Category Archives: Email Delivery Tracking

Outlook: Email Delivery Tips

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Outlook LogoOutlook is the oldest webmail service provider in the world. It originally started off as Hotmail back on July 4th, 1996, and has since evolved into a web-based suit of webmail, tasks, calendaring services and contacts from Microsoft.  Available in 106 languages and with over 400 million users, Outlook is a preferred email service provider for people from all around the world because of its easy integration with multiple apps and services offered by Microsoft.

The platform follows Microsoft’s Metro design-language and features unlimited storage, contacts management, integrated calendar, Ajax, as well as close integration with Office Online, Skype and OneDrive.  It’s one of the most popular of the free service emails available on the market today.

FeedBack Loop

With the help of FeedBack Loops (FBLs), volume senders can identify campaigns in their traffic that are receiving high numbers of complaint from Outlook users. The Outlook team can detect an abuse of their services with FBL, allowing them to immediately initiate any necessary actions needed. Click here for more information on Outlook’s Feedback Loop.  Scroll to the JMRP section (Junk Mail Reporting Program), and click the link to sign up and start receiving feedback within as little as 72 hours.

 Whitelist

Whitelists are lists of IP addresses that are expected to send your users legitimate mails. Adding an IP address to your whitelist will categorize the sender as “not spam” ensuring that most of their emails will show up directly in the user’s inbox and not the trash or spam folders. You can find out more about whitelists and blocking features for email recipients by Outlook here,  Outlook does not currently have a whitelist for senders.

Postmaster Tool

Outlook’s Postmaster Tool site gives senders information about getting your messages to the right place. The postmaster site is https://mail.live.com/mail/postmaster.aspx, which includes helpful troubleshooting tips at https://mail.live.com/mail/troubleshooting.aspx

SNDS

Microsoft provides sender reputation information with their SNDS program (Smart Network Data Service).  This applies only to IP addresses so in order to get the data you will need to be using a dedicated IP in order to take advantage of this.  The data provided will show reputation, sending volume, complaint rates, spam trap hits, and more.  This is a fantastic tool for any sender.  You can sign up for a free SNDS account at https://postmaster.live.com/snds/.

With Mail Monitor’s Performance and Enterprise plans you will also be able to track SNDS data each day to easily analyze.  Another advantage of tracking this data through Mail Monitor is that we will track your data over time so that you can easily track trends.  This is very helpful when troubleshooting delivery issues.

Outlook Delivery Tips

Here are 4 tips to help you stay clear for Outlook:

  • Always confirm that your email list was acquired using opt-in method. It is imperative to have explicit permissions from the users to avoid them marking you as spam.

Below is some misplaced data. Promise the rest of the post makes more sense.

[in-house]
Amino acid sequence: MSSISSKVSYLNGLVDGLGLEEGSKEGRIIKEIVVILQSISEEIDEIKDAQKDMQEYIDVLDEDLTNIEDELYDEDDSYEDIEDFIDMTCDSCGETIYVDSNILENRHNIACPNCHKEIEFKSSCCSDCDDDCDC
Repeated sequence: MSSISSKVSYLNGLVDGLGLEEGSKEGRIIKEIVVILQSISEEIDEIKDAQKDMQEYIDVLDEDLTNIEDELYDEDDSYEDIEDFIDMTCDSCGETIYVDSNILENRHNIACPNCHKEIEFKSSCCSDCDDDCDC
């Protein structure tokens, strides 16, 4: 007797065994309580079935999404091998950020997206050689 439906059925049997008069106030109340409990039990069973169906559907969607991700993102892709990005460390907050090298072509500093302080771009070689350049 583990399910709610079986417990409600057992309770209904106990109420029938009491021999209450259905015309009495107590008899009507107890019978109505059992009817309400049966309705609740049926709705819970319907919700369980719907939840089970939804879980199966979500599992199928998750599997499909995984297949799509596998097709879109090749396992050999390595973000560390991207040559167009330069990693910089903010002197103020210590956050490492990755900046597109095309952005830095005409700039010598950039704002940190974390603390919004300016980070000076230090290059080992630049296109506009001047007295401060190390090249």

• Make sure your emails come with a clear “unsubscribe” section.  Hiding them or keeping it vague will not help you retain any readers – in fact, it will increase the chances of you being marked spam and even reported.
  • Shortened URLs are usually associated with spam by most of the leading webmail service providers, so avoid using them in your email.  Try and keep the URL description as relevant to the subject of your email as possible.
  • Continuously check the sending IP against blacklists.  This needs to be a regular exercise to maintain healthy IPs.

Blacklists: How You End Up On Them & How You Get Off Them

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Email blacklists are real-time , automated databases that use specific criteria in determining if an IP is sending spam emails. Blacklists are also known as DNS-based Blackhole Lists.

There are a number of blacklists in the industry, including SpamCop, Spamhaus, SURBL and Barracuda Reputation Block List.  The criteria each blacklist company uses for accepting inbound mail varies based on their own company determined standards. However, all of them can have a long-term damaging effect on your delivery rate.

 

How Do Blacklists Work?

At a high-level, anyone who sends an excessive amount of emails that are marked as spam, will be added to a list of offenders (a.k.a. blacklisted email senders) and will no longer be able to have their emails delivered to user’s inboxes.

For a more detailed understanding of how blacklists work, take a look at the Spamhaus diagram below. In the event an incoming email fails to meet the Spamhaus’ criteria for legitimate emails, the sender’s IP gets added to the list. There are some ISPs that use this data to make their conclusions on filtering the email messages sent on various IPs.

While Spamhaus doesn’t have any control over the delivery or placement of the messages, it does aide many ISPs in making their decision as to whether or not to deliver your message to your target user’s inbox or to send it directly to their spam folder.